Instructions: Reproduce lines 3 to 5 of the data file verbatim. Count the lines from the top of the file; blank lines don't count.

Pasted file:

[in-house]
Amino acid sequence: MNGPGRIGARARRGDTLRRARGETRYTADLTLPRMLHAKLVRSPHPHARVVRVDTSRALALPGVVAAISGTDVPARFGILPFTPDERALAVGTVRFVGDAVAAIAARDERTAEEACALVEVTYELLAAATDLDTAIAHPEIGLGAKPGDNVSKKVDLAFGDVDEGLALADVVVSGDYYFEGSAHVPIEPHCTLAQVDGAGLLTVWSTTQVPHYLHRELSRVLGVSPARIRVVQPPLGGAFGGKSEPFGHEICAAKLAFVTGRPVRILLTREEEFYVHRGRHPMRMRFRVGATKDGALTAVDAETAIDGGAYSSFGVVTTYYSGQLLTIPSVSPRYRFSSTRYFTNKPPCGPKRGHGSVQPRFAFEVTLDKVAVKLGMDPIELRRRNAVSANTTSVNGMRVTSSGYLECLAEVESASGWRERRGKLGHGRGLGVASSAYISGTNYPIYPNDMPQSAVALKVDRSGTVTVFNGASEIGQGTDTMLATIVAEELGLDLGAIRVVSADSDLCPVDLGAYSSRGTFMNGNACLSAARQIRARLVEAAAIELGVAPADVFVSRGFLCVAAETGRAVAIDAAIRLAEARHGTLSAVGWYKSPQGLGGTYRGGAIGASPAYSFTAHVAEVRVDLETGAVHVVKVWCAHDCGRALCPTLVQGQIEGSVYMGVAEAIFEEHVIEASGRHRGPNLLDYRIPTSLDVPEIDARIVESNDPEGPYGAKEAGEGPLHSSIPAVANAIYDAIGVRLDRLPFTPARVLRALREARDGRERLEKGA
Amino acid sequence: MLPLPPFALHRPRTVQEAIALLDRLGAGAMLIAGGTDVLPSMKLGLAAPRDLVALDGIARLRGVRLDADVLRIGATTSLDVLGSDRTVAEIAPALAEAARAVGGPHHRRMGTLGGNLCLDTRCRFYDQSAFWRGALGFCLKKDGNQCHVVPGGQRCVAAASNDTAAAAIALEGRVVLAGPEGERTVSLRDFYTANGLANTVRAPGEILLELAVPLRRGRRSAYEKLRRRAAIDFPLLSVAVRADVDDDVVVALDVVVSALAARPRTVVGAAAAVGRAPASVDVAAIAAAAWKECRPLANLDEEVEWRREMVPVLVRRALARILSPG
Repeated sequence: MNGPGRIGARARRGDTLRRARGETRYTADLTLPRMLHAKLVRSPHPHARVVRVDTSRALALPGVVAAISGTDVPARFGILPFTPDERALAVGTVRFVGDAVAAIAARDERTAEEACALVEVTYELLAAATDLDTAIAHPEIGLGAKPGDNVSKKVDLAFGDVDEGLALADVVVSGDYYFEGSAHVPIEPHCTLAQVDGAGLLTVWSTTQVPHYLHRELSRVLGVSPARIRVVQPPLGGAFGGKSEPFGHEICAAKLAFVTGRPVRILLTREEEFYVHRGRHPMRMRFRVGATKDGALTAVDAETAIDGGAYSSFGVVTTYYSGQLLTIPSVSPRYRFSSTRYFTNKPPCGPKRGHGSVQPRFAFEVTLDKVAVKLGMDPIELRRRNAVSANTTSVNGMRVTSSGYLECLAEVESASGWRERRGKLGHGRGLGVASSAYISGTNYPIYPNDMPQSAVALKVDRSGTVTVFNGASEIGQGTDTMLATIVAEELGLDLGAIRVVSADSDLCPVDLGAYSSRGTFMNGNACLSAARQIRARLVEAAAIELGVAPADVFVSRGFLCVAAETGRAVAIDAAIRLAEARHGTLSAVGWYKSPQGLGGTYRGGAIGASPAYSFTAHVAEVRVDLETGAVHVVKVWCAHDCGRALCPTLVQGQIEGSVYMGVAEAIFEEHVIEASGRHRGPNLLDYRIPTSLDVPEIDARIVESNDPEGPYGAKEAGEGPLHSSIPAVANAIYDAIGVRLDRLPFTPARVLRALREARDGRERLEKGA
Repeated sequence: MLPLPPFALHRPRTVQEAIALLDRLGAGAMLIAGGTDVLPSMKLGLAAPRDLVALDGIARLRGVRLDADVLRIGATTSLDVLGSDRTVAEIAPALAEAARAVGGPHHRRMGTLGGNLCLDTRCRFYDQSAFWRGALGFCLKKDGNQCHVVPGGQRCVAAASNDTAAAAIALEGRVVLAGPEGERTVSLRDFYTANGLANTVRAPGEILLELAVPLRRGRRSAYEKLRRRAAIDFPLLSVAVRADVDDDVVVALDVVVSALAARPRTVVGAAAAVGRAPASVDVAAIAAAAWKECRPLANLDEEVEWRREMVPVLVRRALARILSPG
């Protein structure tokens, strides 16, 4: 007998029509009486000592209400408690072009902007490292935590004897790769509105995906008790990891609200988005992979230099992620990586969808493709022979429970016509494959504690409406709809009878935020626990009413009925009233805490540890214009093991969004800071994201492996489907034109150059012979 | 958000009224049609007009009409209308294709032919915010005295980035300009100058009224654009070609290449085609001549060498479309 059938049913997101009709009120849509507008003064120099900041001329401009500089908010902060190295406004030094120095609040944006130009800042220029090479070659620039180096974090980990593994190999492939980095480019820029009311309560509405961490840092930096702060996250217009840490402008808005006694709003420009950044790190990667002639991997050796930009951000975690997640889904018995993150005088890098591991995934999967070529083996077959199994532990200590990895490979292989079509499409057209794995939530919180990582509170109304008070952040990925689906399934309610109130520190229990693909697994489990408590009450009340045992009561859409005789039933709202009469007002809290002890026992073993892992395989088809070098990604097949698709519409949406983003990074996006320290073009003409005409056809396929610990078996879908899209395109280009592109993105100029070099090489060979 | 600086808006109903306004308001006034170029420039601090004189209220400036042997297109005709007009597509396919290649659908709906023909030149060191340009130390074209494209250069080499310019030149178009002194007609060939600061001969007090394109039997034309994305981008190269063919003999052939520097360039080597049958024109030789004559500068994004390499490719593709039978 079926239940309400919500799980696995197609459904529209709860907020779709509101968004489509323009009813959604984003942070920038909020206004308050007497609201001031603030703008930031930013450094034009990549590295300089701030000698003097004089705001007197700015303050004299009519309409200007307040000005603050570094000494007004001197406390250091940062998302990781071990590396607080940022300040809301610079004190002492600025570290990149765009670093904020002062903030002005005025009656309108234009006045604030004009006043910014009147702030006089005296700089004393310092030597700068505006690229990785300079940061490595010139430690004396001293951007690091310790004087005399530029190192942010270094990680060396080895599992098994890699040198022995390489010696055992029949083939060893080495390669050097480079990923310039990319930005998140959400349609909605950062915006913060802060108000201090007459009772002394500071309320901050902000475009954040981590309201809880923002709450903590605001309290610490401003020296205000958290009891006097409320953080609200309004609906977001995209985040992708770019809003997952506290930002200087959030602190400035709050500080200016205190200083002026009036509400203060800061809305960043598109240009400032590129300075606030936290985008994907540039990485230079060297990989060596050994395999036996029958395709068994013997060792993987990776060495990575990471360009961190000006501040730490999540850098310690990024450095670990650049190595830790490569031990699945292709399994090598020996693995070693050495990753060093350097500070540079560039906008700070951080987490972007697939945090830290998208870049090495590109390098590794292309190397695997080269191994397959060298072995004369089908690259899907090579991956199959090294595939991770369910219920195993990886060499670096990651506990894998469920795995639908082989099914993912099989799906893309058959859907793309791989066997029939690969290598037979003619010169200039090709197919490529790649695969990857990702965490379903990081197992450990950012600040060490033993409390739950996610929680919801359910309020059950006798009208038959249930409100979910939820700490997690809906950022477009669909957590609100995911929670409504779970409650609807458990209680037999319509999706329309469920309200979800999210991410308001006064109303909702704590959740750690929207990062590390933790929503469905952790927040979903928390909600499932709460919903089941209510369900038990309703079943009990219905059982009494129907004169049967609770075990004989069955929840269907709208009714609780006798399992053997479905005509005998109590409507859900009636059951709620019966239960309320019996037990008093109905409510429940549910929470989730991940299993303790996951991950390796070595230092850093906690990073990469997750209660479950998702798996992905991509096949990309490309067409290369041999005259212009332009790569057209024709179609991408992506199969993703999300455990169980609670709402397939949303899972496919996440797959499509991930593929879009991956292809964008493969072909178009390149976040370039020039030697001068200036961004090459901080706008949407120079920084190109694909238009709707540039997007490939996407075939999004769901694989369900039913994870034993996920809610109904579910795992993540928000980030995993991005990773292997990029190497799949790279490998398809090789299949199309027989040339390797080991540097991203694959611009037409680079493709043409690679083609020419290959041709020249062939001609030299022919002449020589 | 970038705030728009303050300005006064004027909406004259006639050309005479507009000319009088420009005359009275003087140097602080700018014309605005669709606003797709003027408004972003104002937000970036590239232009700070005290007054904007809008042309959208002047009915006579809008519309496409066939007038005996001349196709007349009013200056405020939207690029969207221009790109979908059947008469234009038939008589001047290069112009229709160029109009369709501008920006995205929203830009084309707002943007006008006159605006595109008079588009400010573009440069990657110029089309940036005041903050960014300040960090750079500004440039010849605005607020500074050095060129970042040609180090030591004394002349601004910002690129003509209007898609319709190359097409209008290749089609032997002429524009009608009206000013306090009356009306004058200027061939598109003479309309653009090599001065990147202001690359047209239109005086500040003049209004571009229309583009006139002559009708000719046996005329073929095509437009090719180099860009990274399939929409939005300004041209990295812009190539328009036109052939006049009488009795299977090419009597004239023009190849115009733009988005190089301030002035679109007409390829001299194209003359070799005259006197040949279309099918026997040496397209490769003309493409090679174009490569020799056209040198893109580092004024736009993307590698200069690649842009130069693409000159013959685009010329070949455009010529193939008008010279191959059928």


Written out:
Amino acid sequence: MLPLPPFALHRPRTVQEAIALLDRLGAGAMLIAGGTDVLPSMKLGLAAPRDLVALDGIARLRGVRLDADVLRIGATTSLDVLGSDRTVAEIAPALAEAARAVGGPHHRRMGTLGGNLCLDTRCRFYDQSAFWRGALGFCLKKDGNQCHVVPGGQRCVAAASNDTAAAAIALEGRVVLAGPEGERTVSLRDFYTANGLANTVRAPGEILLELAVPLRRGRRSAYEKLRRRAAIDFPLLSVAVRADVDDDVVVALDVVVSALAARPRTVVGAAAAVGRAPASVDVAAIAAAAWKECRPLANLDEEVEWRREMVPVLVRRALARILSPG
Repeated sequence: MNGPGRIGARARRGDTLRRARGETRYTADLTLPRMLHAKLVRSPHPHARVVRVDTSRALALPGVVAAISGTDVPARFGILPFTPDERALAVGTVRFVGDAVAAIAARDERTAEEACALVEVTYELLAAATDLDTAIAHPEIGLGAKPGDNVSKKVDLAFGDVDEGLALADVVVSGDYYFEGSAHVPIEPHCTLAQVDGAGLLTVWSTTQVPHYLHRELSRVLGVSPARIRVVQPPLGGAFGGKSEPFGHEICAAKLAFVTGRPVRILLTREEEFYVHRGRHPMRMRFRVGATKDGALTAVDAETAIDGGAYSSFGVVTTYYSGQLLTIPSVSPRYRFSSTRYFTNKPPCGPKRGHGSVQPRFAFEVTLDKVAVKLGMDPIELRRRNAVSANTTSVNGMRVTSSGYLECLAEVESASGWRERRGKLGHGRGLGVASSAYISGTNYPIYPNDMPQSAVALKVDRSGTVTVFNGASEIGQGTDTMLATIVAEELGLDLGAIRVVSADSDLCPVDLGAYSSRGTFMNGNACLSAARQIRARLVEAAAIELGVAPADVFVSRGFLCVAAETGRAVAIDAAIRLAEARHGTLSAVGWYKSPQGLGGTYRGGAIGASPAYSFTAHVAEVRVDLETGAVHVVKVWCAHDCGRALCPTLVQGQIEGSVYMGVAEAIFEEHVIEASGRHRGPNLLDYRIPTSLDVPEIDARIVESNDPEGPYGAKEAGEGPLHSSIPAVANAIYDAIGVRLDRLPFTPARVLRALREARDGRERLEKGA
Repeated sequence: MLPLPPFALHRPRTVQEAIALLDRLGAGAMLIAGGTDVLPSMKLGLAAPRDLVALDGIARLRGVRLDADVLRIGATTSLDVLGSDRTVAEIAPALAEAARAVGGPHHRRMGTLGGNLCLDTRCRFYDQSAFWRGALGFCLKKDGNQCHVVPGGQRCVAAASNDTAAAAIALEGRVVLAGPEGERTVSLRDFYTANGLANTVRAPGEILLELAVPLRRGRRSAYEKLRRRAAIDFPLLSVAVRADVDDDVVVALDVVVSALAARPRTVVGAAAAVGRAPASVDVAAIAAAAWKECRPLANLDEEVEWRREMVPVLVRRALARILSPG